Alastair Campbell used to say that if the same story ran for 10 to 12 days you knew you had a real crisis management issue and not a temporary frenzy.
So it came to pass with the departure of Liam Fox. What began as criticism posed by the Charity Commission of Atlantic Bridge, a charity founded by Mr Fox and run by his close friend Adam Werritty, grew into a full-blown Whitehall scandal culminating in the Defence Secretary's resignation yesterday.
Actually, but for the underlying seriousness of the episode, Whitehall farce would be more appropriate. Because the more we learned about the mysterious Mr Werritty – and despite our knowledge being expanded an awful lot in the past week he remains just that, with unexplained connections and questions raised over his personal finances – the more ludicrous and lurid the whole affair became.
There was Mr Fox, holder of one of the highest and most sensitive posts in the land, responsible for the oversight of our armed forces and military provision, privy to all manner of detail concerning national security and possible defence contracts, being accompanied on his official trips and in ministerial meetings by someone whose only qualification for attendance appeared to be that he was the best man at Mr Fox's wedding.
That in itself was incredible enough. But the repeated presence of Mr Werritty during engagements undertaken by Mr Fox took on a darker complexion when it was revealed that business executives and foreign dignitaries were under the impression that he was there as an official adviser to the minister. That colour became darkened further when it emerged that Mr Werritty presented himself to others as a political and business strategist – surely code for lobbyist – and that he was being funded by private wealthy backers.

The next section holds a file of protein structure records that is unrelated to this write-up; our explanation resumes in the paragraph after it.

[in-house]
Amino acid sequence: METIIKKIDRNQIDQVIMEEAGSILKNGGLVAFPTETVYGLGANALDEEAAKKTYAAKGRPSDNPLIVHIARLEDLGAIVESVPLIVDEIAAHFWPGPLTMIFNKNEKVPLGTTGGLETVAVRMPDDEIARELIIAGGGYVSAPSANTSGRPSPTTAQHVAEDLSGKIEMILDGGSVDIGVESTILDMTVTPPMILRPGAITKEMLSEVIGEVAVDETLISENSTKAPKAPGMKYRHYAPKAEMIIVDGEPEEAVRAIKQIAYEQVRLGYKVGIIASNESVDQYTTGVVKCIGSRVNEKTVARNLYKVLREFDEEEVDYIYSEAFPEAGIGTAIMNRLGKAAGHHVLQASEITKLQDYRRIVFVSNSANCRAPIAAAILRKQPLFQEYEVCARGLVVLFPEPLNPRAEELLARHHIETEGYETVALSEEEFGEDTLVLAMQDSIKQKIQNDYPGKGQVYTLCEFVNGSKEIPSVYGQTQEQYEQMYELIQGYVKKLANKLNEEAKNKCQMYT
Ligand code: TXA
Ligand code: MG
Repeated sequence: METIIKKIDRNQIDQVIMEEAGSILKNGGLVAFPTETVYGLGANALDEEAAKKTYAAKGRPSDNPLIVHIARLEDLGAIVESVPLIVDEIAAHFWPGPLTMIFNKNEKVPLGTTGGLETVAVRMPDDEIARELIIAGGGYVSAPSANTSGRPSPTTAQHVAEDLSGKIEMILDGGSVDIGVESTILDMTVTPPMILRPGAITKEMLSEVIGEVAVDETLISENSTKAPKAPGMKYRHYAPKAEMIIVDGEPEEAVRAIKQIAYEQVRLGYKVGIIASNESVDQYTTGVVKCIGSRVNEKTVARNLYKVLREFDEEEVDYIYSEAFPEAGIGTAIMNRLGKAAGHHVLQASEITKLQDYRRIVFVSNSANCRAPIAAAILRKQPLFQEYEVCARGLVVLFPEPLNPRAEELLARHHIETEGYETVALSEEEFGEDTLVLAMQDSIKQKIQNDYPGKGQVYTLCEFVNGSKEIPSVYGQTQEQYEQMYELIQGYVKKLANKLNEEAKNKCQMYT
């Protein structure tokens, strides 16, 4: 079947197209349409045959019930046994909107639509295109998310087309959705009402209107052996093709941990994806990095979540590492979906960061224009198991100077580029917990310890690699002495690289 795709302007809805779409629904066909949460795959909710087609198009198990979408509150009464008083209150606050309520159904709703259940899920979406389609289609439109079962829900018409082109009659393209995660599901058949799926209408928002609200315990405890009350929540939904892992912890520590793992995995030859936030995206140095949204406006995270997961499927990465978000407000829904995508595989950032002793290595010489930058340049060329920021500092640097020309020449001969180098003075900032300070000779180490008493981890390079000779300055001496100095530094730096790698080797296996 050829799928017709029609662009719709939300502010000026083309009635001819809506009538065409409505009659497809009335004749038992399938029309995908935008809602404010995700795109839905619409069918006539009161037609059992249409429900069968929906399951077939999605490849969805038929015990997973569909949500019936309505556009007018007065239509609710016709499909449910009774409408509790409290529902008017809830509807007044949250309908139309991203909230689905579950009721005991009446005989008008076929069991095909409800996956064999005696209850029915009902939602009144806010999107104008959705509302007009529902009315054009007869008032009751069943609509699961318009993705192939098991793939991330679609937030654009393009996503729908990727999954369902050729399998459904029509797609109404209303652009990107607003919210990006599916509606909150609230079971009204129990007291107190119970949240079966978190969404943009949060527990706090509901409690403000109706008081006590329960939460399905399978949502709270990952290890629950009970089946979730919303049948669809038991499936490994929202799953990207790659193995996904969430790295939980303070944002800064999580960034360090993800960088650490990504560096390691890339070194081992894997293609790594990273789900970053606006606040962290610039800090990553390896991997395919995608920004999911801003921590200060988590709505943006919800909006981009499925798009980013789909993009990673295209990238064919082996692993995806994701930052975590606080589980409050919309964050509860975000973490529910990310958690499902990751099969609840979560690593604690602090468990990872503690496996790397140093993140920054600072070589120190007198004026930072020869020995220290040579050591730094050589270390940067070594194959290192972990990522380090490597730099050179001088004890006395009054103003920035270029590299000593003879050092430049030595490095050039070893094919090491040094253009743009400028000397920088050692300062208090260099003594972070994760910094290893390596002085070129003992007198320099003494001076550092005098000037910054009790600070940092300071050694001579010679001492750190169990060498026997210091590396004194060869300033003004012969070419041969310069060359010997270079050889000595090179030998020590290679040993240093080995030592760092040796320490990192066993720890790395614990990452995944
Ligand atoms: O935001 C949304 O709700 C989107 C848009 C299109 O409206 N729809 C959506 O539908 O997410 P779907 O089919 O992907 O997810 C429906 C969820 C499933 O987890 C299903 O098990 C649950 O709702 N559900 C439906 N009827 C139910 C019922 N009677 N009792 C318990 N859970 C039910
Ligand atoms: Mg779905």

Suggestions were made that the two men's friendship was more intimate still, but frankly, whatever its nature, that does not get to the heart of why Mr Fox had to go (although it would raise doubts about his truthfulness in response to the positive vetting that he must have had on being proposed as Defence Secretary and the way in which he sold himself to a voting public as being a happily married heterosexual).
No, the real concern centres on the inability of Mr Fox to see the potential for conflict of interest that might arise if a member of his most trusted circle also had external, defence-related business interests. Put simply, it was plain wrong that Mr Werritty should have enjoyed the level of access that he did without proper clearance and checks being made.
Given the succession of controversies surrounding the decline in public standards, it is shocking that Mr Fox's own antenna did not signal anything untoward. Worryingly, as the facts became more evident, the Prime Minister's sense of propriety also deserted him. Mr Cameron's loyalty to his ministers is in many ways admirable, but it has to be asked why he stood by his colleague long after enough evidence had emerged to make his position untenable. This was not a moment to put party before country.
The most alarming issue to arise from the debacle is: just how many other Adam Werrittys remain? Are there other shadowy characters in Whitehall departments who also enjoy the same privileges? And where was the normally scrupulous civil service in this?
If it's true that members of the MoD warned of Mr Werritty's proximity to Mr Fox, why weren't they listened to? What does that say about the nature of David Cameron's Government? At best, the rise and fall of Mr Fox creates an impression of recklessness; at worst, lackadaisical gives way to deliberately corrupt. One is better than the other but neither is good enough. It's not only Mr Fox who has some explaining to do; Mr Cameron needs to provide some urgent and full answers.